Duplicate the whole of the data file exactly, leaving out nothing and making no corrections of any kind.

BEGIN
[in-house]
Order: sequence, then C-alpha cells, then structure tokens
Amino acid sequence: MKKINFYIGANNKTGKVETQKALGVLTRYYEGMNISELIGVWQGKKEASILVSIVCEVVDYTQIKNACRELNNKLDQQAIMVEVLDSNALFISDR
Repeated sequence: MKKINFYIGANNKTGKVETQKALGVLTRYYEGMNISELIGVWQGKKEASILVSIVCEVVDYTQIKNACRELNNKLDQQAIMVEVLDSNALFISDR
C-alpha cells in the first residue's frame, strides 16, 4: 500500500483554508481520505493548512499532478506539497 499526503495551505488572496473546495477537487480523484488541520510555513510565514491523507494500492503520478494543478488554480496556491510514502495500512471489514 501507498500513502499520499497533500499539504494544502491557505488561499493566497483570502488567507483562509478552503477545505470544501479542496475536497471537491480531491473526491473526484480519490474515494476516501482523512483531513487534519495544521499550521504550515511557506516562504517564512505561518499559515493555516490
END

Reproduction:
[in-house]
Order: sequence, then C-alpha cells, then structure tokens
Amino acid sequence: MKKINFYIGANNKTGKVETQKALGVLTRYYEGMNISELIGVWQGKKEASILVSIVCEVVDYTQIKNACRELNNKLDQQAIMVEVLDSNALFISDR
Repeated sequence: MKKINFYIGANNKTGKVETQKALGVLTRYYEGMNISELIGVWQGKKEASILVSIVCEVVDYTQIKNACRELNNKLDQQAIMVEVLDSNALFISDR
C-alpha cells in the first residue's frame, strides 16, 4: 500500500483554508481520505493548512499532478506539497 499526503495551505488572496473546495477537487480523484488541520510555513510565514491523507494500492503520478494543478488554480496556491510514502495500512471489514 501507498500513502499520499497533500499539504494544502491557505488561499493566497483570502488567507483562509478552503477545505470544501479542496475536497471537491480531491473526491473526484480519490474515494476516501482523512483531513487534519495544521499550521504550515511557506516562504517564512505561518499559515493555516490